Do you make the same resolutions each year only to break them before Valentine’s Day? Don’t be discouraged. It isn’t you; you may just need to tweak your goal. Ask yourself these questions to come up with a realistic resolution that you actually keep and conquer.

The top two resolutions are lose weight and save money. Maybe these goals matter to you at this point in your life, or maybe they don’t.  No matter how popular or common a goal is if it isn’t individually compelling you won’t accomplish it. No matter what goal you choose, you have to have a powerful investment in the why of it.

Pull away from the pack and pick something personally meaningful. For example, maybe this will be the year you walk a 5-k (bonus you may lose weight or raise money for a cause you care about) or learn to play the guitar.

Now that you know the why of your goal the how of accomplishing it may be easier. If you are really motivated to save for a house, forgoing a few extras or finding ways to earn more income may not be as painful. With a big why you are likely to focus less on what you are missing in the moment because the promise of what you’ll gain is so sweet.

How is also about resources. Do you have what you need to accomplish your goal? For example, if you don’t have a guitar or access to lessons you will not be able to learn how to play.

This is where most of us get into trouble. To come up with a realistic resolution you must come up with a realistic timetable (factor in time for setbacks and restarts) and be patient with your progress. For example, it is not realistic to say you will lose 100 pounds in two months.  Likewise, it isn’t realistic to save $10,000, go couch to marathon or accompany the local band on your guitar in two months. When your goal is not realistic you are more likely to get discouraged and just give up altogether. When you focus solely on what you didn’t accomplish, you miss the progress you actually have made and can build on. Instead, set incremental goals and plan to lose 10 to 15 pounds or save $500 in two months.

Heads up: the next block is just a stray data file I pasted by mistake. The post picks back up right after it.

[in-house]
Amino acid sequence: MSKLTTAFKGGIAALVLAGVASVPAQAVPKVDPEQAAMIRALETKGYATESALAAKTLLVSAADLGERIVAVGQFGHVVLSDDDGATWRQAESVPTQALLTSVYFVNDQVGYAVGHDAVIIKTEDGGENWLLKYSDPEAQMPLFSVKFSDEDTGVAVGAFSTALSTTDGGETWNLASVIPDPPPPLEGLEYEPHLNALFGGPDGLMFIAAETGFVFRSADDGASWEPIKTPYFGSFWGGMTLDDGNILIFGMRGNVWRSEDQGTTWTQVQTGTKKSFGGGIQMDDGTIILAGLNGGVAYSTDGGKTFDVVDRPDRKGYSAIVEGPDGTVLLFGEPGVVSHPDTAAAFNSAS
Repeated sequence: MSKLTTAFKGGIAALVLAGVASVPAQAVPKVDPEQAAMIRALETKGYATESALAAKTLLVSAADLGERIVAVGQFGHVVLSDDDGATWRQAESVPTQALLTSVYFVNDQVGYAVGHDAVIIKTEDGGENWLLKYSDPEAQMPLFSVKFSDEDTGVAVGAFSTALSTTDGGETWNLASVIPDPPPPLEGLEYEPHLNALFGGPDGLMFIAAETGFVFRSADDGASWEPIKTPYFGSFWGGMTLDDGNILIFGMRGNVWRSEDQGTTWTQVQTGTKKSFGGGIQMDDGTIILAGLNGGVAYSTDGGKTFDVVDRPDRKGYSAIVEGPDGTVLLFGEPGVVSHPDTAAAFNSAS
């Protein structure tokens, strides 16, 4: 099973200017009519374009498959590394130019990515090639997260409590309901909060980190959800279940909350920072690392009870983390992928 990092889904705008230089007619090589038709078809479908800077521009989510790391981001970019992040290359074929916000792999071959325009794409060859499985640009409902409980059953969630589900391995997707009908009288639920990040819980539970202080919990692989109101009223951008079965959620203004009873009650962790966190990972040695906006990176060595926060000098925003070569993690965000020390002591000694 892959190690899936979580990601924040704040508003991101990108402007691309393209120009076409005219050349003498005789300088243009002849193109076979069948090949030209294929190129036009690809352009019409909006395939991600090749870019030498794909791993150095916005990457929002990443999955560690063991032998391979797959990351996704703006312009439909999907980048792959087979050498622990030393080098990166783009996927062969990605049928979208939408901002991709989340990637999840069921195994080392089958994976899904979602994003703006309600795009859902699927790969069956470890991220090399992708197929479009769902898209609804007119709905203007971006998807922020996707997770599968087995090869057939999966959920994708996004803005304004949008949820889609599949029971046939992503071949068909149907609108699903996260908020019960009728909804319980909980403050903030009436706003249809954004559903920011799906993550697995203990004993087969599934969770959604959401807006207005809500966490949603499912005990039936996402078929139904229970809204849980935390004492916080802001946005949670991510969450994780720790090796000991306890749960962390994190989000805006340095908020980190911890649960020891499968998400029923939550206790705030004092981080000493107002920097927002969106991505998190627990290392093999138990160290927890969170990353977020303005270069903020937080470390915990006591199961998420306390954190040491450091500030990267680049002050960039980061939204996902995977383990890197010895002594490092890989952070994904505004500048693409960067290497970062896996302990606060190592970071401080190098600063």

It can be really helpful to set up monthly benchmarks and rewards. You don’t have to wait until you cross the finish line to celebrate. You can give yourself kudos for staying on, or getting back on the path to your goal.

If you are trying for a boomerang goal it can be helpful to evaluate past attempts. Take some time to think about what worked and what didn’t. Make changes as needed and this time might be the right time.

Realistic New Year’s resolutions are personally meaningful and motivating. Choose yours based on what matters to you and what resources and time you have available to actually accomplish the goal.